1.5           ACKNOWLEDGEMENT.   Except as provided in this Article 1, the Parties acknowledge and agree that Employee is not, and shall not after the Separation Date, be eligible for any additional payment by the Company of any bonus, salary, vacation pay, retirement pension, severance pay, back pay, or other remuneration or compensation of any kind in respect of employment by the Company.  Employee hereby confirms to the Company that Exhibit 1 to the Invention Assignment Agreement contains a complete list of all Inventions (as defined in the Invention Assignment Agreement) or improvements to which Employee claims ownership and desires to remove from the operation of the Inventions Assignment Agreement.  Employee further agrees that the Invention Assignment Agreement remains in full force and effect and Employee hereby reaffirms her obligations arising under the terms of the Invention Assignment Agreement.  Employee agrees to return to the Company all Company Documents and Materials (as defined in the Invention Assignment Agreement and without retaining copies thereof), apparatus, equipment and other physical property in Employee’s possession within two (2) days of the Separation Date and in the manner directed by the Chairman of the Company’s Board of Directors (the “Board” ).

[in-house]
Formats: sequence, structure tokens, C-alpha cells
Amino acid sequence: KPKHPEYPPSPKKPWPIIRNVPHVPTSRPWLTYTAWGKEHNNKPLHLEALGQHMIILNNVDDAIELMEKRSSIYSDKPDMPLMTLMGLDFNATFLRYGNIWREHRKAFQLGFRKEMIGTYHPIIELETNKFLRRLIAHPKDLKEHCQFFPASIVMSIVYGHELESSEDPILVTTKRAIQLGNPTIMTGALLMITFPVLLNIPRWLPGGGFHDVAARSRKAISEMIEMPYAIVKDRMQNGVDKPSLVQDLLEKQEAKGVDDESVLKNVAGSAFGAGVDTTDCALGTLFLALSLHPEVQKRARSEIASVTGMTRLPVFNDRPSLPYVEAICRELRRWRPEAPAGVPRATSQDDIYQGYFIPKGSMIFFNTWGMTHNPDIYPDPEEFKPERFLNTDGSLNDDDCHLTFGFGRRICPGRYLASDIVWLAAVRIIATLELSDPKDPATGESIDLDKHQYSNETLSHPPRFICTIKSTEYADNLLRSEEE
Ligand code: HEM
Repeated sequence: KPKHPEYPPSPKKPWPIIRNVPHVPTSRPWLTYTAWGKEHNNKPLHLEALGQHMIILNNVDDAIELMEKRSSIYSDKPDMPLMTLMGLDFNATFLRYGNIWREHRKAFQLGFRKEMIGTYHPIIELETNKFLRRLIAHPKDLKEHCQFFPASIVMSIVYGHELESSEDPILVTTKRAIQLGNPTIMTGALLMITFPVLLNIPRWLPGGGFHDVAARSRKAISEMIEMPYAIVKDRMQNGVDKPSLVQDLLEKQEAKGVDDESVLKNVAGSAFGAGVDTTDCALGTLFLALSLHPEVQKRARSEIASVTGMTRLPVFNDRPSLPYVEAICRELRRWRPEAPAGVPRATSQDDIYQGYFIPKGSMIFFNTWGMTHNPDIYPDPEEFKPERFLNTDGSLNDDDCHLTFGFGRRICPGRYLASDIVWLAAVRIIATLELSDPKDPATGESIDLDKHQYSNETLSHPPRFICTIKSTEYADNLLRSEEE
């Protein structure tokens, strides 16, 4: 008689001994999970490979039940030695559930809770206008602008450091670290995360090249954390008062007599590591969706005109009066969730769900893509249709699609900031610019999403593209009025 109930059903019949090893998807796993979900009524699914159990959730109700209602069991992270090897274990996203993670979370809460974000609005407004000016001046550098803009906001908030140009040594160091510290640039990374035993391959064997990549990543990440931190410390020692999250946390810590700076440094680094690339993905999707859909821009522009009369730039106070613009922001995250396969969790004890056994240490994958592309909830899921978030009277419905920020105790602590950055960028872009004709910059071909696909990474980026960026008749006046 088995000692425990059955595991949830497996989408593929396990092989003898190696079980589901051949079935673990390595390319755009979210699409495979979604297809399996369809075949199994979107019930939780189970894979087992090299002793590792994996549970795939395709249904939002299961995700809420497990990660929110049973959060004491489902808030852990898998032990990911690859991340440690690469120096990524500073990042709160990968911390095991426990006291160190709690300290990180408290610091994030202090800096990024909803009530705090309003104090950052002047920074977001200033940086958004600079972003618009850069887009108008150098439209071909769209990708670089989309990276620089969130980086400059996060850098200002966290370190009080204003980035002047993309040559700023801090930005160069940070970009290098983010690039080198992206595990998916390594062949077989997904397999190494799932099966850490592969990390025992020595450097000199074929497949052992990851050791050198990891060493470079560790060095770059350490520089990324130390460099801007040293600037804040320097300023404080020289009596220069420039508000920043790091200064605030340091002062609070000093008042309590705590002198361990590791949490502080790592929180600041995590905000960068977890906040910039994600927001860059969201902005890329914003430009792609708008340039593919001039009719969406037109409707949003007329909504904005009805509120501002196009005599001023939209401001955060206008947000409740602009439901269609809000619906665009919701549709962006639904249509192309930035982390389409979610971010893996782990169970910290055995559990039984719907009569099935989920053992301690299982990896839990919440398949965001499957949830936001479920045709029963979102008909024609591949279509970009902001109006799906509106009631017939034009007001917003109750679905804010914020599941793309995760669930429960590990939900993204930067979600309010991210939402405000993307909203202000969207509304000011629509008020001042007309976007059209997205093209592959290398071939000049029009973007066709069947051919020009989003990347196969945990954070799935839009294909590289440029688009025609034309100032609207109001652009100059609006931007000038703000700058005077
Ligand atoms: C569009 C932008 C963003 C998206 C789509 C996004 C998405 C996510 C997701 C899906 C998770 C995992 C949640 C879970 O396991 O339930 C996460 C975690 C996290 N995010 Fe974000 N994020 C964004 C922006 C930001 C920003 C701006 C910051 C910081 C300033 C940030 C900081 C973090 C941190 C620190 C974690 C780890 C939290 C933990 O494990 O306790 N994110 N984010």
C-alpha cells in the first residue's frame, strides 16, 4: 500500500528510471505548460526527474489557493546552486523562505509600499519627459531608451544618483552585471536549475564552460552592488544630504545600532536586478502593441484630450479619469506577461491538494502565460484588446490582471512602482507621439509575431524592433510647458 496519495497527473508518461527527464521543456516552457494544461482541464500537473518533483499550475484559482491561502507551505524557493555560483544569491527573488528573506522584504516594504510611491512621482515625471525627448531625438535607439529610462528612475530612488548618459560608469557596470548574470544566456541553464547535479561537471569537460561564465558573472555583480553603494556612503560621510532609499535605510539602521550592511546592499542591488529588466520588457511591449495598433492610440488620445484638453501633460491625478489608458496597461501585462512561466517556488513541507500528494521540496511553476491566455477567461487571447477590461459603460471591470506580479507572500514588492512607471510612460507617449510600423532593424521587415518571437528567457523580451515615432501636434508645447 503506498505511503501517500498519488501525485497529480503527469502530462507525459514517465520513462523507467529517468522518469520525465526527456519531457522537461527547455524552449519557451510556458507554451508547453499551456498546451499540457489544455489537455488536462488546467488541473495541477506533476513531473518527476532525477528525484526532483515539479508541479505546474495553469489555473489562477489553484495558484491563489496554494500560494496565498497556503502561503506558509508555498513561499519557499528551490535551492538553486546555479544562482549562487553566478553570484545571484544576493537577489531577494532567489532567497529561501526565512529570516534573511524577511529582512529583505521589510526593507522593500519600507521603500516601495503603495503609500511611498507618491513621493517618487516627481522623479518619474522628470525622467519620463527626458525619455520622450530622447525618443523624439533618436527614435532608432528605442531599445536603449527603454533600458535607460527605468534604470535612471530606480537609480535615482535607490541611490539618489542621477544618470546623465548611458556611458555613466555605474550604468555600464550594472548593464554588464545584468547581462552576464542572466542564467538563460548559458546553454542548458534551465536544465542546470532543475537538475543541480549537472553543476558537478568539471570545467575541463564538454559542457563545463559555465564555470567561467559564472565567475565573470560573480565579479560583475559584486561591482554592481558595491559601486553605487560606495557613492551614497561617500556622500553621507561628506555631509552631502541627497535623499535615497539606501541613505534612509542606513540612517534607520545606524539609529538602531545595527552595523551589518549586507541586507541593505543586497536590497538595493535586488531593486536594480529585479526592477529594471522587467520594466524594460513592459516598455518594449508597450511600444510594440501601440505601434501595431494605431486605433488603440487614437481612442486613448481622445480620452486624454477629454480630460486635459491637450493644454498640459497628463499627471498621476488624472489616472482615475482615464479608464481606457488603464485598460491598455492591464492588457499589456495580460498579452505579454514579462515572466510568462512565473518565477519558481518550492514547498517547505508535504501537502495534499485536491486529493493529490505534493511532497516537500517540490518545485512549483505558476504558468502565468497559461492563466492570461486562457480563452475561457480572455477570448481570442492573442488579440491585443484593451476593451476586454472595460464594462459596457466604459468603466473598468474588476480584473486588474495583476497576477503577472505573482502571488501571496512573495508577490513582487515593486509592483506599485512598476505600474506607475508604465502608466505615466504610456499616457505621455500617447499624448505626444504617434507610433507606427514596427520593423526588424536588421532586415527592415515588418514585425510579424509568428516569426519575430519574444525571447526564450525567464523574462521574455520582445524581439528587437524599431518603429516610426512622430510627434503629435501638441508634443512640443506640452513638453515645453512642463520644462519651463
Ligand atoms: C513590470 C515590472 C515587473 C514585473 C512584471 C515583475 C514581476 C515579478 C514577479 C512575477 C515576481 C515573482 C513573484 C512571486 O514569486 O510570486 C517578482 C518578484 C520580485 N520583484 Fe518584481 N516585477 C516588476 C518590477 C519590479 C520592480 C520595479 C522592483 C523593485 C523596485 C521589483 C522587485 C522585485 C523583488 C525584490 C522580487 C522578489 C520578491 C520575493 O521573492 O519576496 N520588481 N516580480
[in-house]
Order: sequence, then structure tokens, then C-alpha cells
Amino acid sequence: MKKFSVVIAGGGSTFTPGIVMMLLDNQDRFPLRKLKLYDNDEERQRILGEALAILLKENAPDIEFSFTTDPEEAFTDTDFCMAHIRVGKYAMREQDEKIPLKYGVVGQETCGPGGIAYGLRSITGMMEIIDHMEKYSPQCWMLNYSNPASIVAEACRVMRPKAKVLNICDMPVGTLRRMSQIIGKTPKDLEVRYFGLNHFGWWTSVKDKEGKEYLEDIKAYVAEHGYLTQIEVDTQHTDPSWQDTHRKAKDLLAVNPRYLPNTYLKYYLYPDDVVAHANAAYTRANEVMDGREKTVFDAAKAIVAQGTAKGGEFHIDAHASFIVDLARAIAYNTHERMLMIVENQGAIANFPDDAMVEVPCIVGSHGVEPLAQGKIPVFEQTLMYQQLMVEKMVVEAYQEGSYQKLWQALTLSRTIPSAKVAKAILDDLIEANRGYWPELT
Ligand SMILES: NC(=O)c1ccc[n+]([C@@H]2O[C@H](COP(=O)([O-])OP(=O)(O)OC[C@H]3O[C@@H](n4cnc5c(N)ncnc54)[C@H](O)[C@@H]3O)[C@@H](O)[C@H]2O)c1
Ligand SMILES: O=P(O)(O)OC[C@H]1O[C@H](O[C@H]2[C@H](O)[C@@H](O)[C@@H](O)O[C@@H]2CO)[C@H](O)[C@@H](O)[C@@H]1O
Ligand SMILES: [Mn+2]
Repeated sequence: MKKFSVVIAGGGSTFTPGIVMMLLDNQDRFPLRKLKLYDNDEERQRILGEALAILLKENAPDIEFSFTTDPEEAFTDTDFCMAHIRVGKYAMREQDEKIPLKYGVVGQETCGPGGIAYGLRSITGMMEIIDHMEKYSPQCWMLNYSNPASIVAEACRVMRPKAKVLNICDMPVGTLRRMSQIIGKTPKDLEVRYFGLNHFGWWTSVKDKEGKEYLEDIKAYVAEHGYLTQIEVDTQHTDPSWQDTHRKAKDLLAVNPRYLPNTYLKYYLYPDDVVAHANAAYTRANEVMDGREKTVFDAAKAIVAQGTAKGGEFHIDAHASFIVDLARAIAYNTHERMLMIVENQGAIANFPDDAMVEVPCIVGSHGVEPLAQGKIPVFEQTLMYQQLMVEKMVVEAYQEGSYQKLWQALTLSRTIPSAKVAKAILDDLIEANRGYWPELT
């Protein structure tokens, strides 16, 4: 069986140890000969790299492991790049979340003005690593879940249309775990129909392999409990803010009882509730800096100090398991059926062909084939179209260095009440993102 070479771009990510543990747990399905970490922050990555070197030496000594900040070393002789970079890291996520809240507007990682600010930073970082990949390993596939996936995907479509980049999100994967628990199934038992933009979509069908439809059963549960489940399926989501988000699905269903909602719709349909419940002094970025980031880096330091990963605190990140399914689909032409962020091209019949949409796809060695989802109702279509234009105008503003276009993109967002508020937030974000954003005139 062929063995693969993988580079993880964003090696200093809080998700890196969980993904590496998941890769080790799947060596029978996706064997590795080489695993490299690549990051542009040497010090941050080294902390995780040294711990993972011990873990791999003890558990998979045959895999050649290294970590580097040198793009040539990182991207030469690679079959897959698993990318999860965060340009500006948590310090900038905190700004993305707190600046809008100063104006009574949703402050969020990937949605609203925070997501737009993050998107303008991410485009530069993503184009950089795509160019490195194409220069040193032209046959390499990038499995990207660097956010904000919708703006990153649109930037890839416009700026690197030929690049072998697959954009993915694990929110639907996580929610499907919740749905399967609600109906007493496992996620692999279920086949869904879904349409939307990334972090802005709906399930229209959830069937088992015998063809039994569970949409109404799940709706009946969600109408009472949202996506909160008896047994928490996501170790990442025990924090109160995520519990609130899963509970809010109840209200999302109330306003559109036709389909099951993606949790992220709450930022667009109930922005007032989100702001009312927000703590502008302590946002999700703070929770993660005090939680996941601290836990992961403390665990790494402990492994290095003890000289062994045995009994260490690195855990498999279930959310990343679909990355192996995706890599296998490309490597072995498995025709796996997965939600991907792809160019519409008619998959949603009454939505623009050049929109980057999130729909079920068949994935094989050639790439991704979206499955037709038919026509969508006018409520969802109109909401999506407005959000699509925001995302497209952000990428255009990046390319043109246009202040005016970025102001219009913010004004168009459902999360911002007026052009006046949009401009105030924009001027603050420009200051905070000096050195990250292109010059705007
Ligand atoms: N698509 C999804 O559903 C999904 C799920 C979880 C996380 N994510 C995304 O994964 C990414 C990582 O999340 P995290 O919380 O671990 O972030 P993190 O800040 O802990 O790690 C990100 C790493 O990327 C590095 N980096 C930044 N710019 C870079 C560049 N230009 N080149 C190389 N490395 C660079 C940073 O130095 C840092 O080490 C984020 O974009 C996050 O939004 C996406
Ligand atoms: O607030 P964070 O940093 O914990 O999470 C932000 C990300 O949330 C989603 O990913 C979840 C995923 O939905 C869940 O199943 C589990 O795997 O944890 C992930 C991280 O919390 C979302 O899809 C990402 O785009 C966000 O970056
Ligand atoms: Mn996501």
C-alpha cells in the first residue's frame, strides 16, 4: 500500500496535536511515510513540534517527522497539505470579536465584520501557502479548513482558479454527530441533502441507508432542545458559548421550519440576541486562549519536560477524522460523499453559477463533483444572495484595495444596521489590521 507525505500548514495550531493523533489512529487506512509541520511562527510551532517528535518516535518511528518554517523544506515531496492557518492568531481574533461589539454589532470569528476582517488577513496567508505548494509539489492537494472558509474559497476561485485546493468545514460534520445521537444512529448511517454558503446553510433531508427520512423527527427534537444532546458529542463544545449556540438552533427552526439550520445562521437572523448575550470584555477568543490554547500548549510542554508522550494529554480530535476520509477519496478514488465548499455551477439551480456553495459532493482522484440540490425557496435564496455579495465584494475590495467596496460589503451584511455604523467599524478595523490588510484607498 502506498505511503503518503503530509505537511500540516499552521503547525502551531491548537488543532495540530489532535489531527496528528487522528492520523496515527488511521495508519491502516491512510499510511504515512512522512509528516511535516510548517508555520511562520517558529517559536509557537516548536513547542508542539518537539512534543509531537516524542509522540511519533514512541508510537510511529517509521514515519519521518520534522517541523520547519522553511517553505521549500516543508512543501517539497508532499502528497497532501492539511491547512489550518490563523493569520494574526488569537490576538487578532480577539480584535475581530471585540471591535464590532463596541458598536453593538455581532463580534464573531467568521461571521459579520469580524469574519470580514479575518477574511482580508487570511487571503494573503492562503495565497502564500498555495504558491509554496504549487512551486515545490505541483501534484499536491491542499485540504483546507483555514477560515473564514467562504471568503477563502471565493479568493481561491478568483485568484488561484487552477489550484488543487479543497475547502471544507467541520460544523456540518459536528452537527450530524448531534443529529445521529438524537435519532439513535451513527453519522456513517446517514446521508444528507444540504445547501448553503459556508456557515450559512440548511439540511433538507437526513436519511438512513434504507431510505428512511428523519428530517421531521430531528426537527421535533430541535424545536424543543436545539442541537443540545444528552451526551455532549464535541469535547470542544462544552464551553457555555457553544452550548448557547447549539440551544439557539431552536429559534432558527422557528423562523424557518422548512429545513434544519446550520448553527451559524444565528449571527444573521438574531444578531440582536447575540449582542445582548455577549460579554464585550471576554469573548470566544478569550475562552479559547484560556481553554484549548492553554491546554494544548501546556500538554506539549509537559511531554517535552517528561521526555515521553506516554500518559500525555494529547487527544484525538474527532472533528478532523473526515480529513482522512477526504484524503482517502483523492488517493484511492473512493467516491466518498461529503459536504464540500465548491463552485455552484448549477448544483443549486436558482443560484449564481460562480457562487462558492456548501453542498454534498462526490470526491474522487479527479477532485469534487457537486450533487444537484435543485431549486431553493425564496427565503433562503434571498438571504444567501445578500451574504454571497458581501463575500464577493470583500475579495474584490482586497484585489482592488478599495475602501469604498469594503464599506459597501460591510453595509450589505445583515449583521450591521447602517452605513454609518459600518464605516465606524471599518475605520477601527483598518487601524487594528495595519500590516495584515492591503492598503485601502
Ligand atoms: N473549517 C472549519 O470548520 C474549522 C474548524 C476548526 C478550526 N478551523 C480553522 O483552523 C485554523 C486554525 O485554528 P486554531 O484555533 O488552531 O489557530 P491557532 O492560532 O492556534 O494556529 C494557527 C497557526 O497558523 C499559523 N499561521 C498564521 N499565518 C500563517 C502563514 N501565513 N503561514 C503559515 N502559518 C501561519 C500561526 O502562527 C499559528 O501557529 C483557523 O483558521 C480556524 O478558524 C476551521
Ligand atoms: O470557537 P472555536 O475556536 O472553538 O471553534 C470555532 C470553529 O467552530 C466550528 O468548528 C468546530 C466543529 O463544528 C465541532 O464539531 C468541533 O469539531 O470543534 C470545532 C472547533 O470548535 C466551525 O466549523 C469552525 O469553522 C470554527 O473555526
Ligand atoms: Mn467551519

1.6           COOPERATION AND ASSISTANCE.   Following the Separation Date, Employee agrees to furnish such information to the Company as may be reasonably required by the Company in connection with any issues or matters of which Employee had knowledge during her employment with the Company; provided that this Section shall only apply with respect to reasonable requests for cooperation that are directed to Employee from the Chief Executive Officer of the Company.  In addition, Employee shall make herself reasonably available to assist the Company in matters relating to the transition of her prior duties to other employees of the Company (including her successor), as may be reasonably requested by the Company through its Chief Executive Officer.  For requests for cooperation or assistance made in accordance with the foregoing, the Company shall (A) pay Employee a rate of $350 per hour for every hour or partial hour of assistance, and (B) reimburse Employee for the reasonable documented out-of-pocket expenses incurred by her in providing such cooperation and assistance; provided that any such expense exceeding Five Hundred Dollars ($500.00) shall require the advance consent of the Chief Executive Officer.  Any services rendered by Employee pursuant to this Section 1.6 shall be governed by the applicable terms and conditions of the Invention Assignment Agreement.  Employee shall promptly deliver to Mr. Dave Rosa via email to Dave.Rosa@sunshineheart.com all correspondence and any inquires that Employee receives (including the contents of any telephone calls or emails received by Employee) from any third party concerning the Company; provided that the forwarding of such correspondence and inquiries shall not be subject to the hourly compensation set forth above.